A Technological Makeover for Traditional MBA Classroom


All sorts of advanced technological innovations, artificial intelligence to virtual reality are transforming the traditional classrooms at top business schools across the globe, catering to the students who seek a learning experience without being tied down to a particular place or timeframe.

It’s time to switch over to the virtual classrooms, known as Oxford Hub for International Virtual Education (HIVE) at the Saïd Business School at the University of Oxford, the “WOW room” at IE Business School, Madrid and HBX Live at Harvard Business School.

Add to these the data visualisation labs at the Schulich School of Business at York University in Toronto and Europe’s biggest data observatory at London’s Imperial College Business School. The way we learn is certainly undergoing a sea change.

The HIVE, in its physical appearance, resembles a high tech conference facility, with 27 high definition screens that form a U shape in a seminar room. However, the technology – developed and installed by SyncRTC, and operated by their Mashme.io software – is far more sophisticated than a traditional conferencing platform.

It employs robotics, facial recognition technology and 4D high definition projections to create a uniquely immersive learning and teaching experience.

The class leaders can engage with up to 84 participants, who can access the session via Mashme.io.  The technology is fully interactive. The teacher can address the participants individually, split them into groups and conduct real-time polls. The participants can see and hear one another.  The software also monitors the level of attentiveness in each individual, which it judges and scores based on their facial expressions and engagement with the class.

“This learning space takes us to the next level of our commitment to technology immersion. We have invested 25 million euros in innovative learning projects over the last 15 years, a strategy which has gained us recognition as the best business school in the world for online MBAs. 

“The Oxford HIVE will be employed for a variety of uses – from classes to ‘Dragon’s Den’ style pitching competitions. However, we are particularly excited about its potential to enhance our program portfolio by allowing busy students to connect with teachers and fellow students from anywhere in the world,” says Mark Bramwell, Chief Information Officer (CIO) and Director of Professional Services at Oxford Saïd.

Peter Tufano, Peter Moores Dean at the School says while “the Oxford experience is an integral part of our approach, the methods by which we teach and learn are changing…The Oxford HIVE will allow us to teach, learn and share ideas as a global community, and we see it as a crucial tool to unite our global community in support of our mission to tackle world-scale challenges.

‘It will also allow our alumni to reassemble virtually as if here in Oxford. In a hive, bees work to make honey. At the Oxford HIVE, we will work to build knowledge,” he adds.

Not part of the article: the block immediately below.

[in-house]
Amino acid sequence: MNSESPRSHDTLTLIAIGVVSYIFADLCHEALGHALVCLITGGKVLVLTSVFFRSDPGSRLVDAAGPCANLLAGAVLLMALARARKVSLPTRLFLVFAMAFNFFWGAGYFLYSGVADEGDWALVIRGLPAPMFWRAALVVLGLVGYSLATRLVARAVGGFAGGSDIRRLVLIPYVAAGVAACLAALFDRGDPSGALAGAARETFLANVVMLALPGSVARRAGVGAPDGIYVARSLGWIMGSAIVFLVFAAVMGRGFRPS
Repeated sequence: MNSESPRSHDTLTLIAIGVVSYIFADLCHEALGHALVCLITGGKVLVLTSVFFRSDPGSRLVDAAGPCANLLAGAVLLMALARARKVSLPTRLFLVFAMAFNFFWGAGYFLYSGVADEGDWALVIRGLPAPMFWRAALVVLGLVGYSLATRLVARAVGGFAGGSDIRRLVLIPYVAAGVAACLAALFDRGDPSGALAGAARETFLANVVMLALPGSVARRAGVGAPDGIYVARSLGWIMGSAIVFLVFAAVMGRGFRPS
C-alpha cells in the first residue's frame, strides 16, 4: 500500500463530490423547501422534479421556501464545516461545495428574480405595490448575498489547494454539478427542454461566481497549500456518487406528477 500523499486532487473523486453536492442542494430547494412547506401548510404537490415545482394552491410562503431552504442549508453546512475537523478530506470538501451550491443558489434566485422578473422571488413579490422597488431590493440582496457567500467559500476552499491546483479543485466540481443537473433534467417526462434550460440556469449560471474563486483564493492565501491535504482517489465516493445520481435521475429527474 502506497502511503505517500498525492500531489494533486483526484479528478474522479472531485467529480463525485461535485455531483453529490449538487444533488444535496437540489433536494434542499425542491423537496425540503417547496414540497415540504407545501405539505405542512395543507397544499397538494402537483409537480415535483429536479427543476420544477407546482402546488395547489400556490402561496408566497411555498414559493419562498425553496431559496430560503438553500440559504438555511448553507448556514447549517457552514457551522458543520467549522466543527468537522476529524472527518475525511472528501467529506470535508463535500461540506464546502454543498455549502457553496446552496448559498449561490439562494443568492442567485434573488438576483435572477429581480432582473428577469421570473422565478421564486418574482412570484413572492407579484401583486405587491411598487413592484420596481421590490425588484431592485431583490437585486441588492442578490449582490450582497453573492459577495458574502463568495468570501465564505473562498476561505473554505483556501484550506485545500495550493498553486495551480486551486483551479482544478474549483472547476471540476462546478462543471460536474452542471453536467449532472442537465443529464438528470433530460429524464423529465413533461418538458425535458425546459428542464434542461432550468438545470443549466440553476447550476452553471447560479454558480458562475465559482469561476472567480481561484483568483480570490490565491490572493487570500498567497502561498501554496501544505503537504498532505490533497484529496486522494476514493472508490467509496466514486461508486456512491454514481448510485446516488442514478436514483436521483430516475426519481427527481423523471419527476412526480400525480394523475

IE’s WOW (Window on the World) Room, in the Madrid campus, has 48 screens that comprise a digital tapestry of 45m2 shaped in the form of a “U” and with up to 200 degree vision. The hardware includes 2 tactile screens and cameras that permit the recording and editing of sessions in real time.

It also provides advanced video collaboration solutions that require low broadband levels to ensure effective participation of students using any kind of device from anywhere in the world. “The WOW Room allows students to connect and collaborate no matter where they are, even if the only way they can join is through their mobile phone at the airport”, says Jolanta Golanowska, Director of Learning Innovation at IE.

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“This learning space takes us to the next level of our commitment to technology immersion. We have invested 25 million euros in innovative learning projects over the last 15 years, a strategy which has gained us recognition as the best business school in the world for online MBAs. The WOW Room will simulate real situations in which some 100 professors and over 1,000 students from 130 countries will take part over the course of the first year,” says DiegoAlcázar Benjumea, Vice President of the School.

“Students will take decisions under pressure. They will find themselves in the midst of business crises, be required to define production processes in factory environments, negotiate war situations and resolve diplomatic conflicts between countries, to name just a few potential scenarios,” he adds.

Professors will either be physically present in the WOW Room or will be projected in hologram form and moved around the room by a robot in order to interact with students. In addition to simulations, they will use artificial intelligence and big data analysis on large screens. They will receive student participation statistics and propose votes on subjects of debate to promote collaboration. All classes will be recorded to enable subsequent access and reviewing of content,” he adds.

Patrick Mullane, executive director of Harvard’s virtual classroom, HBX Live, is also upbeat about the future of online learning. The feedback from the students has been that they learnt more and retained the information longer than if they had taken an on-campus program, he says.

However, he strikes a note of caution regarding certain aspects. While the online format is able to replicate the networking aspect of on-campus programs to some extent, participants from around the world in large anonymous courses who watch the same videos and interact on message boards or via email may miss out on the richer networking opportunities in the campus.


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